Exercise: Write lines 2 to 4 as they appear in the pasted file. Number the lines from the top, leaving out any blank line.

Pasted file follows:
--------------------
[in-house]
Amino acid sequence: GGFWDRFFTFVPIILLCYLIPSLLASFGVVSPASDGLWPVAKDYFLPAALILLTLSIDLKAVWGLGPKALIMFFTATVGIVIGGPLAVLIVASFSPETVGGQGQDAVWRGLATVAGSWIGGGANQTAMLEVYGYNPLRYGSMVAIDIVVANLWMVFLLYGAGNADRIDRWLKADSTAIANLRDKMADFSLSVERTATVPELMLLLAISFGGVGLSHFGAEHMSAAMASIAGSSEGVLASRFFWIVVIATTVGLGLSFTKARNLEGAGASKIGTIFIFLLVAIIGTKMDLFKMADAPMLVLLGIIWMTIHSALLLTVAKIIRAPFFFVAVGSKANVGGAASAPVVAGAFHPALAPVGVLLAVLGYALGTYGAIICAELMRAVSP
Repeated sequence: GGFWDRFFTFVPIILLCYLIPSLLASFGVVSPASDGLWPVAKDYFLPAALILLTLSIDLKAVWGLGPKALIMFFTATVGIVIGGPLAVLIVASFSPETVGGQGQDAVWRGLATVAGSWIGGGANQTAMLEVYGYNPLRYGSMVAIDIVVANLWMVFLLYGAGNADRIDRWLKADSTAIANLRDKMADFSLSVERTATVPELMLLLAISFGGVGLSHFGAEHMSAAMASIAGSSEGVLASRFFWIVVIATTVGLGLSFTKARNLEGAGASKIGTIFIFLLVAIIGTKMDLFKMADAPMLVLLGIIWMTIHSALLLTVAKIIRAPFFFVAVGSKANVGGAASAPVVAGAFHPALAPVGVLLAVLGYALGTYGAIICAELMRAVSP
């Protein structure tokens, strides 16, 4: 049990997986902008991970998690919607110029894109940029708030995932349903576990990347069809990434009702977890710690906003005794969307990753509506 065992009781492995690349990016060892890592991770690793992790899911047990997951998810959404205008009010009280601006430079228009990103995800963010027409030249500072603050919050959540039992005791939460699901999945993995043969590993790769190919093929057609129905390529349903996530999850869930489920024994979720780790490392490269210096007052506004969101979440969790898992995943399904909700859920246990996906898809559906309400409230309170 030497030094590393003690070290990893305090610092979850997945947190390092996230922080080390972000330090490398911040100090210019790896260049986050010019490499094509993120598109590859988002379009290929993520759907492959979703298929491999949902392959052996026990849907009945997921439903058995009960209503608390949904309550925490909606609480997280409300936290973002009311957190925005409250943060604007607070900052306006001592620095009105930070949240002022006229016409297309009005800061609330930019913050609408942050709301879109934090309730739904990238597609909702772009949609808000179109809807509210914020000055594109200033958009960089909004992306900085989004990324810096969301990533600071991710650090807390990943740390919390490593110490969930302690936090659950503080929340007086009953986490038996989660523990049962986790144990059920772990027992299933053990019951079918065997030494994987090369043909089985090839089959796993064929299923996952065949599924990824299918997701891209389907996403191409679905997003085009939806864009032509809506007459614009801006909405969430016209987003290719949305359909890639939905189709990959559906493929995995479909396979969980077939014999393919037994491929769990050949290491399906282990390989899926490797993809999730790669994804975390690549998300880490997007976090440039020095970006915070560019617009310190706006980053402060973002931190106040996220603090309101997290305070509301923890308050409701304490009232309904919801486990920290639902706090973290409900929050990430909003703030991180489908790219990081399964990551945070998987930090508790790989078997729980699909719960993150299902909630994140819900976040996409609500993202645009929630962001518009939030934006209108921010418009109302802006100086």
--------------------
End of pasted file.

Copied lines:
Amino acid sequence: GGFWDRFFTFVPIILLCYLIPSLLASFGVVSPASDGLWPVAKDYFLPAALILLTLSIDLKAVWGLGPKALIMFFTATVGIVIGGPLAVLIVASFSPETVGGQGQDAVWRGLATVAGSWIGGGANQTAMLEVYGYNPLRYGSMVAIDIVVANLWMVFLLYGAGNADRIDRWLKADSTAIANLRDKMADFSLSVERTATVPELMLLLAISFGGVGLSHFGAEHMSAAMASIAGSSEGVLASRFFWIVVIATTVGLGLSFTKARNLEGAGASKIGTIFIFLLVAIIGTKMDLFKMADAPMLVLLGIIWMTIHSALLLTVAKIIRAPFFFVAVGSKANVGGAASAPVVAGAFHPALAPVGVLLAVLGYALGTYGAIICAELMRAVSP
Repeated sequence: GGFWDRFFTFVPIILLCYLIPSLLASFGVVSPASDGLWPVAKDYFLPAALILLTLSIDLKAVWGLGPKALIMFFTATVGIVIGGPLAVLIVASFSPETVGGQGQDAVWRGLATVAGSWIGGGANQTAMLEVYGYNPLRYGSMVAIDIVVANLWMVFLLYGAGNADRIDRWLKADSTAIANLRDKMADFSLSVERTATVPELMLLLAISFGGVGLSHFGAEHMSAAMASIAGSSEGVLASRFFWIVVIATTVGLGLSFTKARNLEGAGASKIGTIFIFLLVAIIGTKMDLFKMADAPMLVLLGIIWMTIHSALLLTVAKIIRAPFFFVAVGSKANVGGAASAPVVAGAFHPALAPVGVLLAVLGYALGTYGAIICAELMRAVSP
């Protein structure tokens, strides 16, 4: 049990997986902008991970998690919607110029894109940029708030995932349903576990990347069809990434009702977890710690906003005794969307990753509506 065992009781492995690349990016060892890592991770690793992790899911047990997951998810959404205008009010009280601006430079228009990103995800963010027409030249500072603050919050959540039992005791939460699901999945993995043969590993790769190919093929057609129905390529349903996530999850869930489920024994979720780790490392490269210096007052506004969101979440969790898992995943399904909700859920246990996906898809559906309400409230309170 030497030094590393003690070290990893305090610092979850997945947190390092996230922080080390972000330090490398911040100090210019790896260049986050010019490499094509993120598109590859988002379009290929993520759907492959979703298929491999949902392959052996026990849907009945997921439903058995009960209503608390949904309550925490909606609480997280409300936290973002009311957190925005409250943060604007607070900052306006001592620095009105930070949240002022006229016409297309009005800061609330930019913050609408942050709301879109934090309730739904990238597609909702772009949609808000179109809807509210914020000055594109200033958009960089909004992306900085989004990324810096969301990533600071991710650090807390990943740390919390490593110490969930302690936090659950503080929340007086009953986490038996989660523990049962986790144990059920772990027992299933053990019951079918065997030494994987090369043909089985090839089959796993064929299923996952065949599924990824299918997701891209389907996403191409679905997003085009939806864009032509809506007459614009801006909405969430016209987003290719949305359909890639939905189709990959559906493929995995479909396979969980077939014999393919037994491929769990050949290491399906282990390989899926490797993809999730790669994804975390690549998300880490997007976090440039020095970006915070560019617009310190706006980053402060973002931190106040996220603090309101997290305070509301923890308050409701304490009232309904919801486990920290639902706090973290409900929050990430909003703030991180489908790219990081399964990551945070998987930090508790790989078997729980699909719960993150299902909630994140819900976040996409609500993202645009929630962001518009939030934006209108921010418009109302802006100086």